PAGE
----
One specific project is to improve weather monitoring, integrating meteorology and Indigenous practices in communities. Agriculture is another challenge, with imported rice now the convenient staple, while bringing back Indigenous crops like taro will bring back food security because it is locally grown, if issues like drought resistance and protection from salt water intrusion can be addressed. Managing water resources also needs more support. Island countries need to scale up their efforts at the UNFCCC to mainstream Indigenous peoples in the response to loss and damage, the global stocktake and the just transitions work programme.

Tafue Lusama

Reverend Tafue Lusama, theologian from Tuvalu and head of the Institute for Climate Indigenous Knowledge at the Pacific Theological College, Fiji, has always been a climate activist. His college is transforming into a Pacific Communities University next year based on a whole-of-life vision. They want to go beyond foreign frameworks and the impact of missionaries from outside, and away from extractive research that fails to acknowledge traditional owners. Accumulated wisdom includes open, closed and sacred knowledge. The new curriculum is based on extensive consultation in the villages, combining ecological knowledge, faith and spiritualities. The key theme is relationality, the interconnectedness of all things.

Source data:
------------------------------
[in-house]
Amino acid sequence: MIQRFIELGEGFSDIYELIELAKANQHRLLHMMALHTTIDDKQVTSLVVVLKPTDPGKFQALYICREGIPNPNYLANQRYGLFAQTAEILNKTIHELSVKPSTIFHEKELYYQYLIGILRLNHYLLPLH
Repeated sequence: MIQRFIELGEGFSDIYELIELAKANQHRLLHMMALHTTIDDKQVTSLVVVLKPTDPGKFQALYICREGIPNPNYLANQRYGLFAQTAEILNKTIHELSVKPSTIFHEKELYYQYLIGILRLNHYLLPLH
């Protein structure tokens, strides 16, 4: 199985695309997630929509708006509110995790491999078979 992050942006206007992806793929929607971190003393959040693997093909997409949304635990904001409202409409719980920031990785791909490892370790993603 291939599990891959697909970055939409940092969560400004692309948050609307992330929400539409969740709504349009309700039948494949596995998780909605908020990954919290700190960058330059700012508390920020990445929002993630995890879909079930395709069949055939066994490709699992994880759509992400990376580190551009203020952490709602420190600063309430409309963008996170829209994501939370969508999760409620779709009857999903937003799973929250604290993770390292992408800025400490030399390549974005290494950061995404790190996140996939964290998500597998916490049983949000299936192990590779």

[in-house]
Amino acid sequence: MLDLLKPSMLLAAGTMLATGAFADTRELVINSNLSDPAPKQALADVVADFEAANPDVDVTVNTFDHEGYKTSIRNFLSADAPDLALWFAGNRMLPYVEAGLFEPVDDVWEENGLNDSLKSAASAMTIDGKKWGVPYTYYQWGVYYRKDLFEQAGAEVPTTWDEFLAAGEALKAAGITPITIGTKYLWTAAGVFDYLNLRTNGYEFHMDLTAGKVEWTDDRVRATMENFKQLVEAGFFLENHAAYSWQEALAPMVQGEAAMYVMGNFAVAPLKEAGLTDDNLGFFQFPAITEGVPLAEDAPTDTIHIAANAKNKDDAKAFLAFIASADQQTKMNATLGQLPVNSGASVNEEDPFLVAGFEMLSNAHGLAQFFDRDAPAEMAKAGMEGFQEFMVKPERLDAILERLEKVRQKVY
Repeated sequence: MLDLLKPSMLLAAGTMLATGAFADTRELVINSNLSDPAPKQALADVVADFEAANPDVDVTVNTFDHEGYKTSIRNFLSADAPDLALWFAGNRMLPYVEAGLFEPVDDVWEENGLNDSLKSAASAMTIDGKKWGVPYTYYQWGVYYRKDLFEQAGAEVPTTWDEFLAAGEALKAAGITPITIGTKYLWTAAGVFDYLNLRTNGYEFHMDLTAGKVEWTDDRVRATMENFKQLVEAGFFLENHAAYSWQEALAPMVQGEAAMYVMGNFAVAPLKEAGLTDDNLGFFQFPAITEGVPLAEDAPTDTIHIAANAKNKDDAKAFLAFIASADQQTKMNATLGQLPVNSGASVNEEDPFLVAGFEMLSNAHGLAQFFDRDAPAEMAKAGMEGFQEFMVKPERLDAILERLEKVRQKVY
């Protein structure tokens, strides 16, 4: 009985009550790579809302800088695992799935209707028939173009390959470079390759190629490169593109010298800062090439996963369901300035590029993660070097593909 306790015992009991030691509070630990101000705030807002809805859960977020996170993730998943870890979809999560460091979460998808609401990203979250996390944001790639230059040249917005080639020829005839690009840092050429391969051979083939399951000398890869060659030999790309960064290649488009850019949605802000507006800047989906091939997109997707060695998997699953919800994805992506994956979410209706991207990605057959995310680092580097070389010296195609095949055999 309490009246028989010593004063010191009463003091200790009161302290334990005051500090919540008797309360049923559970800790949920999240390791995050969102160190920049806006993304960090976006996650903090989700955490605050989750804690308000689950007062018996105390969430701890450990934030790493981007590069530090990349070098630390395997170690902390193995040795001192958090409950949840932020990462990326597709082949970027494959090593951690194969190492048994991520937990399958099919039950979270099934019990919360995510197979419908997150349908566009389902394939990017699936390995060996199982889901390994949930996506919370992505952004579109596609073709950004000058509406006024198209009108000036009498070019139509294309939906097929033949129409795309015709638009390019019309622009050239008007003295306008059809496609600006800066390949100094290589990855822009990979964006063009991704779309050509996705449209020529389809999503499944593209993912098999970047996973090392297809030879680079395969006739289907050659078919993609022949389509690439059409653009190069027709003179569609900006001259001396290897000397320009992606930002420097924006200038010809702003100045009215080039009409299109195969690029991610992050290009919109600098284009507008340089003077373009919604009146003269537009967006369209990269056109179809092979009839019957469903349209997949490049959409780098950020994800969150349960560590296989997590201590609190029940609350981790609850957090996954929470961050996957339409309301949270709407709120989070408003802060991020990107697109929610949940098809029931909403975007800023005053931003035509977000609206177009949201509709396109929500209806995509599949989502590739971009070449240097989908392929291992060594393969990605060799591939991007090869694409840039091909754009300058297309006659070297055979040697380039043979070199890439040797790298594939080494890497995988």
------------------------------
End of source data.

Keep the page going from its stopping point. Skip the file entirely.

The UNFCCC has only had two binding agreements, Kyoto and Paris, but the resulting imported forms of climate adaptation without local Indigenous knowledge, like building seawalls, have largely failed because there was no link to spirituality and no sense of local ownership.

Elvira Rumkabu